Correction appended at 8:35 p.m. ET
The Ebola crisis in Texas has resulted in the death of one patient, the infection of two health care workers, and an endless round of finger-pointing—all of which is yielding a flurry of conflicting news accounts and a very confused public.
Here’s a rundown of who has been blaming who, and when.
The player: Centers for Disease Control and Prevention (CDC)
Who they’re blaming: Texas Health Presbyterian Hospital, an infected nurse, and the CDC itself
- CDC Director Tom Frieden on Sunday blamed a “breach in protocol” for allowing the infection of nurse Nina Pham.
- Frieden admitted on Tuesday the CDC could have done more: “We did send some expertise in infection control but think in retrospect, with 20-20 hindsight, we could have sent a more robust hospital infection control team, and been more hands on at the hospital on day one about exactly how this [case] should be managed. We will do that from now on any time we have a confirmed case.”
- Frieden, commenting on the infection of the second nurse, Amanda Joy Vinson, said: “She should not have flown on [a plane].”
- But a CDC spokesman later explained to TIME that the agency had actually asked Vinson to travel: As officials widened the net of people who needed to be monitored, Vinson was in Ohio and the CDC told her to go back to Dallas. Her temperature was 99.5°F, the spokesperson said. “Most doctors would call that a slight temperature, not a fever,” he said. “At that point, she was asked by CDC to come back to Dallas so she could be monitored, and she came back.”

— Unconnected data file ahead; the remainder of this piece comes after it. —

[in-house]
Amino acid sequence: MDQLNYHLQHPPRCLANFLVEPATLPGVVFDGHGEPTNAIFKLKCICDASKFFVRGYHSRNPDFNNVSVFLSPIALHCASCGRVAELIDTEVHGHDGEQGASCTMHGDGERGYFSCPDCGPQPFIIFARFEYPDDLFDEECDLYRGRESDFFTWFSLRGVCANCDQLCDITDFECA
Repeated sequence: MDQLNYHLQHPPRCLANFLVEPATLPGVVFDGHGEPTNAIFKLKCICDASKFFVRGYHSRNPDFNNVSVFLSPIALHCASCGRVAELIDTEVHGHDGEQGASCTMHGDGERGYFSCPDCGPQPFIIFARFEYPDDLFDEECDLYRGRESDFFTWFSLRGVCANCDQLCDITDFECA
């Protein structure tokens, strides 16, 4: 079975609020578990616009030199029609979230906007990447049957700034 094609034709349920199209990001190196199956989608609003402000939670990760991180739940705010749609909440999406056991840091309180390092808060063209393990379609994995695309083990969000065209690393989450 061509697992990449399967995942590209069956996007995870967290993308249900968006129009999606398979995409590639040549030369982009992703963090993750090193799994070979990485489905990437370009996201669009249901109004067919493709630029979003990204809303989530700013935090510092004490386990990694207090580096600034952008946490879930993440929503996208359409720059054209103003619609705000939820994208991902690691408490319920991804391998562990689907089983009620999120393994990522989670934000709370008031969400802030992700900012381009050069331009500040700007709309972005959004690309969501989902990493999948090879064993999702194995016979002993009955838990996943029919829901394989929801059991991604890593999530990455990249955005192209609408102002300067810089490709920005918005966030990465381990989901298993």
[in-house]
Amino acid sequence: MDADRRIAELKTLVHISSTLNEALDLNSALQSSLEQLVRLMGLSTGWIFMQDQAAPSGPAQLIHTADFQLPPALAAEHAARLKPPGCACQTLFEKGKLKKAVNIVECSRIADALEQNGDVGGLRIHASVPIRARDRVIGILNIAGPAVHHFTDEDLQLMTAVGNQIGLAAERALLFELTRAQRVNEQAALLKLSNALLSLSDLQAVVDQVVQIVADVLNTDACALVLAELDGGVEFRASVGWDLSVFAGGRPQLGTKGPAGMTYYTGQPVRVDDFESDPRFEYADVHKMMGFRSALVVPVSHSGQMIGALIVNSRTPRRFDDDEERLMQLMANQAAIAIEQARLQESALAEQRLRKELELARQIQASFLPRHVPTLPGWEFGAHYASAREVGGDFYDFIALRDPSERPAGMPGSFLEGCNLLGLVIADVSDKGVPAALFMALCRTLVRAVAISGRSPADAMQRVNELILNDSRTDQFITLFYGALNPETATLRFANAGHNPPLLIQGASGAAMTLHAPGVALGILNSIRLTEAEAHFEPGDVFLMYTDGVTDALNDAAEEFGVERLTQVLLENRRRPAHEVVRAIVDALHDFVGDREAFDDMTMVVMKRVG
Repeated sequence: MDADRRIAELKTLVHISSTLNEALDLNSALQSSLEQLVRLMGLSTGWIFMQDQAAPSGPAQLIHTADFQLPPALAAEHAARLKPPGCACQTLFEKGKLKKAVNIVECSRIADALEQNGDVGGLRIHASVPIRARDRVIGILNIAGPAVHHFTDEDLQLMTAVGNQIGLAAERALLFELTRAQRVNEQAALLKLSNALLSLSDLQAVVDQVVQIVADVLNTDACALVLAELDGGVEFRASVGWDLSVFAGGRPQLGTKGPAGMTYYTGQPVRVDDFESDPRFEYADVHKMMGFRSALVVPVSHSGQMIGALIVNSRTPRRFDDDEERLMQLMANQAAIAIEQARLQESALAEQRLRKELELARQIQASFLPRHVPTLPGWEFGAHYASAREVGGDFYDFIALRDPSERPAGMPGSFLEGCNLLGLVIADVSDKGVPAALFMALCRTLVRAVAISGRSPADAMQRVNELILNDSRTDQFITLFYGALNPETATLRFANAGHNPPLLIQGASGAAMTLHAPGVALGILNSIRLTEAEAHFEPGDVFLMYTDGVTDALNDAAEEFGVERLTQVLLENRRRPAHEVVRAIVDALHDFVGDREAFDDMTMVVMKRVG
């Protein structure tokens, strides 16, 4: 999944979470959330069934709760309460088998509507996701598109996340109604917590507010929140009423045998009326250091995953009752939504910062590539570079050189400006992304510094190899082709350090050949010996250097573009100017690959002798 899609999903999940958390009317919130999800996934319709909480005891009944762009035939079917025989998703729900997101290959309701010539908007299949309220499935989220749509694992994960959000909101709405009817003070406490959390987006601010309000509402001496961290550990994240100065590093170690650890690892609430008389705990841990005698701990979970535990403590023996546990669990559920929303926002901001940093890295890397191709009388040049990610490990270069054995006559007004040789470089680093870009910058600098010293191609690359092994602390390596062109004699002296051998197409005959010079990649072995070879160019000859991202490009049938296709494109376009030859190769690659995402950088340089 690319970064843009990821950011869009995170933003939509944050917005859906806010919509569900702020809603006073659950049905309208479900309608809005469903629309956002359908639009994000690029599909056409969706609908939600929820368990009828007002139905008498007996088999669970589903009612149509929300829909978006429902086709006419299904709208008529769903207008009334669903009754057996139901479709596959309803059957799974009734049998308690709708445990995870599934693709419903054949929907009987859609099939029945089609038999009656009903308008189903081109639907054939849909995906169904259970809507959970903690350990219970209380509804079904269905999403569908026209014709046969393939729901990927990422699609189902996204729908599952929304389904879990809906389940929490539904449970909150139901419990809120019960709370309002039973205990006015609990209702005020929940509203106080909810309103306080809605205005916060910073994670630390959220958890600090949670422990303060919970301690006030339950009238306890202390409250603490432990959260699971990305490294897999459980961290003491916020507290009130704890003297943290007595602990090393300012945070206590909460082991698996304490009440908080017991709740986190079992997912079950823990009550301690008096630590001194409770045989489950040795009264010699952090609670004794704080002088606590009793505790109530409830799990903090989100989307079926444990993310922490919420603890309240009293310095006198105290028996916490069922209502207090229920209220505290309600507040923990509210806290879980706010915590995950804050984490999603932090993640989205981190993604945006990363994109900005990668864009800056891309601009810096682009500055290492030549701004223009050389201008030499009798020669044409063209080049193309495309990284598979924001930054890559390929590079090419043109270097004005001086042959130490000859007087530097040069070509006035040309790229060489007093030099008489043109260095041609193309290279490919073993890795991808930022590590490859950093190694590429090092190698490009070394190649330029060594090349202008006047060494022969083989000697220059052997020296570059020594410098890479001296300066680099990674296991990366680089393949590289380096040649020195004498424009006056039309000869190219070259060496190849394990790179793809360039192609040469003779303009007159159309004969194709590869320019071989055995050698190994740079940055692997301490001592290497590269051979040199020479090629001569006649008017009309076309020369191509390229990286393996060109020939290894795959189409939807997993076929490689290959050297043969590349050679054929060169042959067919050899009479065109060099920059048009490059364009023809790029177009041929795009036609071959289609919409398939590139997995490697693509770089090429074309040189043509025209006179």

The player: Dallas nurse Amber Joy Vinson
Who they’re blaming: The CDC
- Vinson said she was cleared by the CDC for travel, which a spokesman later confirmed. She traveled to Cleveland to plan her wedding.
The player: Texas Health Presbyterian Hospital
Who they’re blaming: Texas Health Presbyterian Hospital and National Nurses United
- The hospital originally released Thomas Eric Duncan, the first patient diagnosed in the U.S., who later died. Later, after his diagnosis, the hospital offered a number of reasons for not treating him immediately. At first, the hospital said a computer glitch was responsible for his travel history not being communicated to staff, and then said a nurse did not provide Duncan’s travel history to a physician. Finally, the hospital admitted it made a mistake.
- The hospital refuted claims from a nurses’ union that nurses weren’t adequately trained: “The assertions [of National Nurses United] do not reflect actual facts learned from the medical record and interactions with clinical caregivers. Our hospital followed the Centers for Disease Control guidelines and sought additional guidance and clarity.”
The player: Doctors Without Borders
Who they’re blaming: The CDC
- A Doctors Without Borders representative questioned the CDC’s preparation in the New York Times: “I’ve seen the CDC poster. It doesn’t say anywhere that it’s for Ebola. I was surprised that it was only one set of gloves, and the rest bare hands. It seems to be for general cases of infectious disease.”
The player: Emory University Hospital
Who they’re blaming: The CDC
- Sean G. Kaufman, who oversaw infection control at Emory University Hospital, told the New York Times that the CDC’s guidelines are “absolutely irresponsible and dead wrong,” and that he tried to warn that they were not stringent enough and “they kind of blew me off. I’m happy to see they’re changing them, but it’s late.”